VW cam­pers get back their va-va-voom

The Sun (Malaysia) - - SUNBIZ -

AT the back of a hangar in the heart of Florence, Italy, two Volk­swa­gen fans are ded­i­cat­ing their lives to restor­ing its iconic vans from the Swing­ing Six­ties, im­port­ing them from South Amer­ica be­fore fix­ing them up and sell­ing them on. Some are over 50 years old, but once they are patched up by Mauro Al­ta­more and his me­chanic Gi­a­como Nucci, they are ex­pected to chug on for an­other half a cen­tury at least.

“With good main­tenance, th­ese vans are in­de­struc­tible. We have to over­haul a good part of the mechanics, but keep the orig­i­nal en­gines,” Nucci told AFP as he showed off a van that looked like it had rolled off an as­sem­bly line, de­spite its age.

From Ferrari to Fiat, Italy is a car-crazy coun­try, but Nucci firmly be­lieves there is noth­ing bet­ter than a VW camper. He’s been spruc­ing up th­ese clas­sic vans for col­lec­tors for over seven years and th­ese days boasts an in­creas­ing num­ber of busi­nesses and advertising com­pa­nies among his cus­tomers. Fash­ion com­pa­nies ask for “made to mea­sure” vans for photo shoots or cat­a­logues, he says point­ing to a row of shiny red, blue and cream coloured vans, as well as one with a slo­gan stamped on the side. Their dis­tinc­tive VW hood em­blems – which en­joyed a pe­riod of fame as rap­per pen­dants thanks to the Beastie Boys – glint as new.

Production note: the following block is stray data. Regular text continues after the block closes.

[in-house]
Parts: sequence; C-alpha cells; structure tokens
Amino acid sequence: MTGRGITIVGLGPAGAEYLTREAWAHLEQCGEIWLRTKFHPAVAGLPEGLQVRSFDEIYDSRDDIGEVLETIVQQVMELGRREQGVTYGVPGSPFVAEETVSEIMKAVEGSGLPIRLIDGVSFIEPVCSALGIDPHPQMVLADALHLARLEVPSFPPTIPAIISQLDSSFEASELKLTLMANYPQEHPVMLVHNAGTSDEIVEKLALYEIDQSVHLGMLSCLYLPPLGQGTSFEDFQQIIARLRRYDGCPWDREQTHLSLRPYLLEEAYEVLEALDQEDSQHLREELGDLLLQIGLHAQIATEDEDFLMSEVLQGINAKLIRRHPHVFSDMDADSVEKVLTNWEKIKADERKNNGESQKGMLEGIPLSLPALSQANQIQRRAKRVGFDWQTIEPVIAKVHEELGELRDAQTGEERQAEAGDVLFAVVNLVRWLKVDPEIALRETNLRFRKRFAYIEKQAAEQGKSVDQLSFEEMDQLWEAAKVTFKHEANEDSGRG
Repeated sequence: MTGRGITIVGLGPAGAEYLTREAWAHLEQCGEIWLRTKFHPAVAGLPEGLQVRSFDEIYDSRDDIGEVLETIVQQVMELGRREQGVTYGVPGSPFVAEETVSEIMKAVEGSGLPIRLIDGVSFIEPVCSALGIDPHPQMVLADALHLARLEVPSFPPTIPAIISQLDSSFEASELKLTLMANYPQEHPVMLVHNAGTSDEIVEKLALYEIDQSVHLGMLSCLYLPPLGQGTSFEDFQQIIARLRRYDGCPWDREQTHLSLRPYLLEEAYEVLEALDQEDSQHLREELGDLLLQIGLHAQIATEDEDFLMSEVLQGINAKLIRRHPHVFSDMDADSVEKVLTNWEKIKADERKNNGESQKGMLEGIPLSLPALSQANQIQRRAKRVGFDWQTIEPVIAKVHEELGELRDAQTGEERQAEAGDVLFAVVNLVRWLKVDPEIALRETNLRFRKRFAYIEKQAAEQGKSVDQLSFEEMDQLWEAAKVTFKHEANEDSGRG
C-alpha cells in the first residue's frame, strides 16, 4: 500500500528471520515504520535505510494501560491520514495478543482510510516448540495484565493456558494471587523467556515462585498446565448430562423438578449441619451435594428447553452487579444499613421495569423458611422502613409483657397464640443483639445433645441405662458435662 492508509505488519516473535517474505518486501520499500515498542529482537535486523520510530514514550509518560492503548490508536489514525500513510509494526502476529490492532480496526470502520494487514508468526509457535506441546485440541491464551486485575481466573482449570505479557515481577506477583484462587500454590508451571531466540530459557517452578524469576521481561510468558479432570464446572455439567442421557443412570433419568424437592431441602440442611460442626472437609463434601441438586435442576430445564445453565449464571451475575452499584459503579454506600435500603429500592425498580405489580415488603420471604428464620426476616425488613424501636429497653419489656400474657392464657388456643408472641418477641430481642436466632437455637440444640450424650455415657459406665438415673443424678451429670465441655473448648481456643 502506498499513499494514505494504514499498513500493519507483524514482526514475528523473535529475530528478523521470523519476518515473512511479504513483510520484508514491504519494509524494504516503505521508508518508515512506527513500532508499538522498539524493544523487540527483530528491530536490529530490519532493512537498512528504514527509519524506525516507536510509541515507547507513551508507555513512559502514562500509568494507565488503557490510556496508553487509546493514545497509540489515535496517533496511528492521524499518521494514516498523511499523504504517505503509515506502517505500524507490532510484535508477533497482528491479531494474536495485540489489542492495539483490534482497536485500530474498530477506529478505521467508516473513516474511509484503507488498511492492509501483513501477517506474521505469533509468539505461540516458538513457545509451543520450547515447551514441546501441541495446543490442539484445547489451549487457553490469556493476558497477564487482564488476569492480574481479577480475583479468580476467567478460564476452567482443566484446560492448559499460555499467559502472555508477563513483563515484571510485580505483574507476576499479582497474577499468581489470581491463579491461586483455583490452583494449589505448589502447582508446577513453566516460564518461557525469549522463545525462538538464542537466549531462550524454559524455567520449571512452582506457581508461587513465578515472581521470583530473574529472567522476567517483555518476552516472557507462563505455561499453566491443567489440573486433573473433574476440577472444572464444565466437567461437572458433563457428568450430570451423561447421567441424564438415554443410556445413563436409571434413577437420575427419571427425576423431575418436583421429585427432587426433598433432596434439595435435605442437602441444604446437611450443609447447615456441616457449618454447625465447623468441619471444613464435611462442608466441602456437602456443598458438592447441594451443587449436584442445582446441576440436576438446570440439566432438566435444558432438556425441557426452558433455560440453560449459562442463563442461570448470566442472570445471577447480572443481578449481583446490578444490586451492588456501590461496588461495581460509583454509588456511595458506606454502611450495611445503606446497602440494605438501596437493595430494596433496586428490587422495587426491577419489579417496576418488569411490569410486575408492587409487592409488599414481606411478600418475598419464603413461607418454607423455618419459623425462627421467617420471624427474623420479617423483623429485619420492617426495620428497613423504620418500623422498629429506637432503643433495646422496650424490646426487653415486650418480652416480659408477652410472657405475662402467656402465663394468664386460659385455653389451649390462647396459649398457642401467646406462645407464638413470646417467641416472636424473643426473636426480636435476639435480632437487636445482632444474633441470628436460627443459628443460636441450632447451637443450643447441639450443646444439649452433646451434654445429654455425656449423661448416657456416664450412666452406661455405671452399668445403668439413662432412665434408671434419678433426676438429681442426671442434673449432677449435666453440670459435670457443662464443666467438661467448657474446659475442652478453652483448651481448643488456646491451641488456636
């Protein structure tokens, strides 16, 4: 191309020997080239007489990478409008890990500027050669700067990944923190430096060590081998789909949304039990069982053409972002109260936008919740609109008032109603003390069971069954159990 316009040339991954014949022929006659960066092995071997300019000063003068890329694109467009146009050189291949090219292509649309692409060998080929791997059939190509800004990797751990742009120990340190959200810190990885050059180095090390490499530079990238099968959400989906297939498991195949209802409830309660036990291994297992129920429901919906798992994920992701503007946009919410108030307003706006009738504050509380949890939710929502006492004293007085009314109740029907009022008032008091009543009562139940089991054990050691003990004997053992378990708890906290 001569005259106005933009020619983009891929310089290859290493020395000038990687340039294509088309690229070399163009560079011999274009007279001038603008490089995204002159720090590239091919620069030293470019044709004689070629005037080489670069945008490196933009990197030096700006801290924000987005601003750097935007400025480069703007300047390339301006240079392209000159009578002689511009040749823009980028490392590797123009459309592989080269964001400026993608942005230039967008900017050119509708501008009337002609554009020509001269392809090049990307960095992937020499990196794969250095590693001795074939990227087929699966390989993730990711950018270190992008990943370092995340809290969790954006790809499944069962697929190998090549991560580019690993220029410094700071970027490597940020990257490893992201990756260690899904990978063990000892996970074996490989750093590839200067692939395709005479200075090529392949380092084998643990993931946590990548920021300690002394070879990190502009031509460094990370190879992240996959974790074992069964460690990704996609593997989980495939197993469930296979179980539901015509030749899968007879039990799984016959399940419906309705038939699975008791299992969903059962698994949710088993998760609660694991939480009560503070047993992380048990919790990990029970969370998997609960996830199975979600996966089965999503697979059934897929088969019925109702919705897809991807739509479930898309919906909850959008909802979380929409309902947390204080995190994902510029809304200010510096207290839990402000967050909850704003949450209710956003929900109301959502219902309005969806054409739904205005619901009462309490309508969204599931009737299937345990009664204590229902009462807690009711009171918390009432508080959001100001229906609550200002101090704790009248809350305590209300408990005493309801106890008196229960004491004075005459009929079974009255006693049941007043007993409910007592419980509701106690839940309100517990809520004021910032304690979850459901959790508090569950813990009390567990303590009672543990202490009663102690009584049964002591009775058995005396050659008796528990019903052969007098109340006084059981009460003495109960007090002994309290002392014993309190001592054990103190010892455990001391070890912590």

Cus­tomers can be picky; one purist wants the rust on the body­work kept, even down to craters that look like bul­let holes. An­other wants the orig­i­nal mo­tor re­placed with a Porsche engine.

Al­ta­more, who came up with the idea for restor­ing the vans, says clients come not just from Italy but from all over Europe. About a decade ago, while in Brazil work­ing in the cloth­ing im­port and ex­port business, he de­cided to switch his business fo­cus to the VW vans in­stead. He even­tu­ally ded­i­cated him­self full time to the business with Nucci’s help.

Restora­tion takes around six months and costs be­tween 10,000 to 50,000 eu­ros (RM48,000 to RM240,000), largely be­cause pick­ing up parts, which are out of production, is not al­ways easy. But th­ese ve­hi­cles, which re­main hugely pop­u­lar, can of­ten com­mand prices which are much higher, with a 1955 model go­ing un­der the ham­mer in Ger­many for around 200,000 eu­ros (RM960,000) in Novem­ber 2014.

Man­u­fac­tured in Ger­many un­til 1979, and in Brazil un­til 2013, the clas­sic cam­pers con­tinue to fas­ci­nate peo­ple well be­yond the “free love” hippy gen­er­a­tion and have be­come a sym­bol of free­dom. - AFP Relaxnews

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